A poor election result last time out and an untested new leader make the looming state poll a big test for the Liberals.
The Liberal Party WA is staring at a historic watershed state election on March 13. In the current climate, just retaining its paltry 13 seats in the 59-seat Legislative Assembly would be a fair result.
And while increasing its representation would be a shot in the arm, losing seats would send alarm bells ringing at Parliament Place head office in Perth and Prime Minister Scott Morrison’s office in Canberra.
The loss of seats, hardly contemplated 12 months ago when all expectations had the party clawing back some of Labor’s historic majority, is a real possibility given the wide approval of Premier Mark McGowan’s leadership during the COVID-19 crisis.
His hard borders approach has been designed to keep Western Australians safe. But it has annoyed some other state premiers and commentators, as well as Mr Morrison. However, the louder they complain the more Mr McGowan’s popularity grows in the west, where it counts.
The Liberals elected political tyro Zak Kirkup as leader late last year to cut through and capture the imagination of voters. That is a work in progress.
Mr Kirkup has raised a few eyebrows among traditional Liberals. The first occasion was when he was captured on television wrapping his arms around a protestor at the homeless camp at Fremantle. No votes there, especially as the camp quickly attracted the support of professional agitators. After a couple of days toing and froing, Mr McGowan moved decisively and closed it down.
Another occasion involved the controversy over the Australia Day award for tennis champion Margaret Court, whose conservative views on same-sex marriage and related issues are well known. Mr Kirkup was quoted in The West Australian as saying: “I don’t support the views that have been expressed by Margaret at all.” Refreshingly honest in one sense, but a comment that might not go down well in some quarters – the wider Court family has kept its silence – when every vote will count. Choice of words is important, as the vastly more experienced Mr Morrison demonstrated.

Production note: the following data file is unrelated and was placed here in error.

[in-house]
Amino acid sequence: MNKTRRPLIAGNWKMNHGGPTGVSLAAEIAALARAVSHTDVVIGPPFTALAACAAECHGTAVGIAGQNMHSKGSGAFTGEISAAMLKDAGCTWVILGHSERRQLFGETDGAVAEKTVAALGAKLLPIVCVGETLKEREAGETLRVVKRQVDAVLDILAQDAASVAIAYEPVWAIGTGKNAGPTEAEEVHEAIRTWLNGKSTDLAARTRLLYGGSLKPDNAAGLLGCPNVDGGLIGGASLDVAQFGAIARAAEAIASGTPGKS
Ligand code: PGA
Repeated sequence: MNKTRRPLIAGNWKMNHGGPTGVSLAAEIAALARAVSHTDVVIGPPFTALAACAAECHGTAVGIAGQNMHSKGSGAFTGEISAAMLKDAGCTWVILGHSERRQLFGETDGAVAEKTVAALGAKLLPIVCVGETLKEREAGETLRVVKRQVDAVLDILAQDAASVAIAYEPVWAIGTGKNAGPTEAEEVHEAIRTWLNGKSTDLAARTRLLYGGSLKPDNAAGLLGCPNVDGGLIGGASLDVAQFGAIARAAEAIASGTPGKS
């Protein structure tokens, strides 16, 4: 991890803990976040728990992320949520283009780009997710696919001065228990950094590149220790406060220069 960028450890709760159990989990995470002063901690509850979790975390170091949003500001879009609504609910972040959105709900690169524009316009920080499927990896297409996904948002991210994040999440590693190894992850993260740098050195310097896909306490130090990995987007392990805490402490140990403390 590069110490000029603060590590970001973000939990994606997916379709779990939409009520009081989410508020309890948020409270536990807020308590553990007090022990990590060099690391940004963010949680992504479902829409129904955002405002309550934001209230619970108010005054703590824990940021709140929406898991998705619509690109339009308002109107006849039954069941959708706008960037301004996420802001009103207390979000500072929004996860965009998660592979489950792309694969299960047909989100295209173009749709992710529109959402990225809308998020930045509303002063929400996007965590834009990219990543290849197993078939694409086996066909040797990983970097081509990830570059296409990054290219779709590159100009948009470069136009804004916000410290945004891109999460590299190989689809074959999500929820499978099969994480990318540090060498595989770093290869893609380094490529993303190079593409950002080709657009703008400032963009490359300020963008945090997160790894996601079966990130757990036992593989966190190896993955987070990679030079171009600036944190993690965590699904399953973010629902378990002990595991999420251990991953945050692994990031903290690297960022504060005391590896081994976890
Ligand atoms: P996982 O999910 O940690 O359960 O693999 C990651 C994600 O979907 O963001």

And some Liberals are less than happy with Mr Kirkup’s appointment of Nathan Hondros, a journalist and former Labor ministerial staffer, as his chief-of-staff, which they see as traditionally a trusted party insider’s role.
Mutterings over candidate selection have also surfaced, amid claims that acknowledged party powerbrokers – retired senator Mathias Cormann, and state upper house members Nick Goiran and Peter Collier – have far too much influence, and that potentially good candidates are discouraged if they don’t toe their line.
And all is not well in the blue-ribbon Liberal seat of South Perth, where veteran MP and former journalist John McGrath is retiring.
The Kensington branch recently hosted a well-attended farewell function for Mr McGrath. Speakers included a former editor in chief of The West Australian, Bob Cronin, and former Liberal leader and state treasurer Troy Buswell. The endorsed Liberal for South Perth, law firm partner Ryan Chorley – who is not a member of the Kensington branch – was not invited.
And if the Liberals thought former Cormann staffer Anthony Spagnolo was a shoo-in to replace the retiring one-time leader Mike Nahan in Riverton, they need to think again. Labor is confident its candidate, Jagadish Krishnan, is heading for victory.
If the Liberal vote goes backwards at the election, it should be the signal for a major review of how the party has sunk to its lowest ebb since being formed in 1945. And Mr Morrison would be rightly concerned about the prospects of his 11 federal MPs from WA, and the impact of any losses on his chances at the next federal poll.
But the state’s federal MPs must first await the result in August of a redistribution of electoral boundaries, due to the abolition of one of WA’s 16 federal seats following slow population growth.
ABC election analyst Antony Green tips one seat from the following three is facing the axe: Pearce (Attorney General Christian Porter, Hasluck (Indigenous Australians Minister Ken Wyatt), or Burt (Labor’s Matthew Keogh).
There has been speculation Mr Morrison is not keen to head west to campaign alongside Mr Kirkup, given polling trends. Mr McGowan might prefer struggling federal Labor leader Anthony Albanese to remain in Sydney too, but for health reasons of course.